June 2002 Archives

Battelle's technology top tens

Battelle, a US technology development company, has a collection of technology forecasts such as "Top Ten Breakthroughs for Household Products by 2007" and "Strategic Technologies by 2020." Nothing particularly earth-shattering, but a nice set of self-contained lists that could come in handy.

Think again about global warming

Andrew Kenny claims that global cooling is more likely than global warming. Why don't we hear about it? Because, unlike global warming, there's no one we can blame for geological-scale cooling. With greedy companies and corrupt governments as targets, "global warming has become an immense international gravy train worth billions of dollars," blinding people to the truth. He goes too far at times (eg, claiming anti-warming campaigners want poor countries "to remain mired in noble poverty"), but it does make one think twice about things that have become ingrained as indisputable fact. Which is always good. (via SciTech Daily Review)

Health insurance from eBay

I always thought it interesting that there are people who make their living selling things on eBay. Something about the Internet enabling a new kind of person-to-person commerce that was stable enough to provide people with a livelihood. Now, eBay are hoping to offer health insurance to their biggest sellers. It seems like the next step in a less-formalised economy, one in which relationships neglected by the disintegrating life-long-employer--employee relationship are fulfilled by other means. (via Plastic)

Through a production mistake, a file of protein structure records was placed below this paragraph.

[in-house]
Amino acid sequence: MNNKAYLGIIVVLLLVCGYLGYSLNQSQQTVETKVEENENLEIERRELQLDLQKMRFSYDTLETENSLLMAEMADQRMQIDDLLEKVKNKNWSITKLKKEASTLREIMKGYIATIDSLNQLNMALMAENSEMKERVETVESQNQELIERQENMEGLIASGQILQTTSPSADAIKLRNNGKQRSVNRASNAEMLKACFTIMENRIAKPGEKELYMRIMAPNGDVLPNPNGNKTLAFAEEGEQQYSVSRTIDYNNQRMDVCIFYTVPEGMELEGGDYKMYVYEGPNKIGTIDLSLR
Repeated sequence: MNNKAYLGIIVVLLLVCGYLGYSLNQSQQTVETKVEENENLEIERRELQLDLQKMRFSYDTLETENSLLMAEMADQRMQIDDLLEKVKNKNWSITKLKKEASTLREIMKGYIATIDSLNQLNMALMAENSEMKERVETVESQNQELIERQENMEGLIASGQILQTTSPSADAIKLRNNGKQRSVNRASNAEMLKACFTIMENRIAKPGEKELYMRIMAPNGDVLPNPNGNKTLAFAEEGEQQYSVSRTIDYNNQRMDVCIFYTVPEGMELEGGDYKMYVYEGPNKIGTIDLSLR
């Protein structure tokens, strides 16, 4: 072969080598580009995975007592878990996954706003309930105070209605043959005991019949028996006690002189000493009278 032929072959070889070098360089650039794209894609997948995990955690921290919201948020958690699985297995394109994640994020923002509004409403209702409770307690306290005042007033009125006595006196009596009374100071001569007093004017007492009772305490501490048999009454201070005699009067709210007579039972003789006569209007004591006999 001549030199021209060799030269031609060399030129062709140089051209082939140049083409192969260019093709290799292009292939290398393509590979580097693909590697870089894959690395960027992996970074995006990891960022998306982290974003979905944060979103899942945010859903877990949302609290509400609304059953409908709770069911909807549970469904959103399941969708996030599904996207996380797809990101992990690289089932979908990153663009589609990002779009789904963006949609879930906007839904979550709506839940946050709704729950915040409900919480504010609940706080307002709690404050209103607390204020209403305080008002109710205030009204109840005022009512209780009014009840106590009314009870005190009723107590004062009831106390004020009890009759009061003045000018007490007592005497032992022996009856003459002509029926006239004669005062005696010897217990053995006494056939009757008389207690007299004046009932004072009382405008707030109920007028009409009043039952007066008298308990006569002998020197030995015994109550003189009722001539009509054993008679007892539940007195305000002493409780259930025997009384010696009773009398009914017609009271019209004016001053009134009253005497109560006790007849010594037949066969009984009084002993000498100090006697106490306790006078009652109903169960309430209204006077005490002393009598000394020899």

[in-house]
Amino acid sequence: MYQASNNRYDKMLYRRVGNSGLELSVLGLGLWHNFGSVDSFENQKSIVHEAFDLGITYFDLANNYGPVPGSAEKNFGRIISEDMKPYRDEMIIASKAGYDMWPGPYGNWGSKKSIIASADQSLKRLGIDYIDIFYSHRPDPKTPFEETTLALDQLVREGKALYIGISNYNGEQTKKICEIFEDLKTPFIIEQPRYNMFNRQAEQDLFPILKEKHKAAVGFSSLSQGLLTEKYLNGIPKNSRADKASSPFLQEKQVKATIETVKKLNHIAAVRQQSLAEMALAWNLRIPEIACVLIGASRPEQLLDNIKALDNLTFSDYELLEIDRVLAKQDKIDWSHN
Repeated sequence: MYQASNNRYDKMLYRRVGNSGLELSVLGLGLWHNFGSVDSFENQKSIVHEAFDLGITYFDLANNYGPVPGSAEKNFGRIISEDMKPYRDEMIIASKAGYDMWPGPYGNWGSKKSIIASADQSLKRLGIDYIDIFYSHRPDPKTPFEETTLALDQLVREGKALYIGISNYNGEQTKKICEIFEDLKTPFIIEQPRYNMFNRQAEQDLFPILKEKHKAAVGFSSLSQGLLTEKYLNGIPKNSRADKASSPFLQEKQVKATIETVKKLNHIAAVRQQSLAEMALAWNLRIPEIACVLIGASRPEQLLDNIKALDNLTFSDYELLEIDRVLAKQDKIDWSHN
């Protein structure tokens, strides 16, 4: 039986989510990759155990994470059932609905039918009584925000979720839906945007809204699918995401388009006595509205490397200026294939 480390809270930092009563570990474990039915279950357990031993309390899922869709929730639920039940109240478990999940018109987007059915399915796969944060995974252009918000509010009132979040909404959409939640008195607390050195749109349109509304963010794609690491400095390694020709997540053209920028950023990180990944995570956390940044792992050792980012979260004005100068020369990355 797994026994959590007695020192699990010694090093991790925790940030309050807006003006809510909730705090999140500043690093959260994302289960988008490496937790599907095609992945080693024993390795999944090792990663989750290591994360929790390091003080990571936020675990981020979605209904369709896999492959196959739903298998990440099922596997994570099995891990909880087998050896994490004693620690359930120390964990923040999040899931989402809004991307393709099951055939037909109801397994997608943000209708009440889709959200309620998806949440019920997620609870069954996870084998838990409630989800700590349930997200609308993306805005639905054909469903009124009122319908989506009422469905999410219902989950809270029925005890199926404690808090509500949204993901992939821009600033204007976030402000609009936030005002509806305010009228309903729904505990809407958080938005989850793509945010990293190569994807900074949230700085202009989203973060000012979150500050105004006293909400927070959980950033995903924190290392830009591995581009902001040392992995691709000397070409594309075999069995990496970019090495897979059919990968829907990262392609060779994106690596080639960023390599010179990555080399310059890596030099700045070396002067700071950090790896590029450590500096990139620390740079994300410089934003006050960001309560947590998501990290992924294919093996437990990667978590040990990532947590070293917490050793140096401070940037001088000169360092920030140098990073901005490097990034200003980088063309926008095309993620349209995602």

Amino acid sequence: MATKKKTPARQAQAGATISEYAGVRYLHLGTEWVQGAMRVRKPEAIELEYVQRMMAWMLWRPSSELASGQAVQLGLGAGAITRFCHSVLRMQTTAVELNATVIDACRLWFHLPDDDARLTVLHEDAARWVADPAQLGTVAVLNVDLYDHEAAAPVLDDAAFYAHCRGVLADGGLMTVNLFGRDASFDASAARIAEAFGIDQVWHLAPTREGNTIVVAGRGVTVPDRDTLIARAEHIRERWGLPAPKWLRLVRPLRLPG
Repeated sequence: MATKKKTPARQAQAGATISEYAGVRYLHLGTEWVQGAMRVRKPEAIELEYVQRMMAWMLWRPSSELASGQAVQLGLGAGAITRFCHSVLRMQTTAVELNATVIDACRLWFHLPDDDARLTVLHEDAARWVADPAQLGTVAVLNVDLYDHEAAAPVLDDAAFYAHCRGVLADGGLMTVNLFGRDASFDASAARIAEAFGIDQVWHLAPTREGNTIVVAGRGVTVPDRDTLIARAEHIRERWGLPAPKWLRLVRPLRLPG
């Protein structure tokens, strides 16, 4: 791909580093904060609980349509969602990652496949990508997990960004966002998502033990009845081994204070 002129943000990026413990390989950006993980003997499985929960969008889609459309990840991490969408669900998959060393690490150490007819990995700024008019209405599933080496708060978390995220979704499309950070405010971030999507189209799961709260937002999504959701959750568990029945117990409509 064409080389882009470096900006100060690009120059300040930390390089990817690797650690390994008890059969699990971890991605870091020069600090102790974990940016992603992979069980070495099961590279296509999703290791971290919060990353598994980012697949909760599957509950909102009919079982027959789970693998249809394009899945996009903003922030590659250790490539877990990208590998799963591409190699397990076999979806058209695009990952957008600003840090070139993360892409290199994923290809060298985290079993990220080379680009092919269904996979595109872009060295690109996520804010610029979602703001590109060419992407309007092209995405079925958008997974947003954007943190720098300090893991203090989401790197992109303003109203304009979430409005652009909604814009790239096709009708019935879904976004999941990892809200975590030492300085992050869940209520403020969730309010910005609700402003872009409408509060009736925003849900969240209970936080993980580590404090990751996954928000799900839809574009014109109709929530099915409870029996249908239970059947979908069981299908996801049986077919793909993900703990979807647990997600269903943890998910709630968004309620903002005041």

When do we run out of future?

The Rapture Index keeps track of whether we're approaching the End Times by counting various indicating factors (Satanism, The False Prophet, Inflation, etc). Daft, but I love reducing important and complex things to a single number. And if the index rises we'll know that all our futures work may have been pointless after all! (via Boing Boing)

Customise your robot dog


A while ago I mentioned how it's becoming easier to re-program robots designed for consumer entertainment. Matt Jones went to see Natalie Jeremienko talking about her Feral Robotic Dogs project which is all about finding new uses for "toys" like Sony's AIBO, and how to go about customising them. Maybe customising robot dogs is just giving us practice for when we start fiddling with genes and customising living things. (An aside: why don't I have a job that involves going to see interesting people speak?)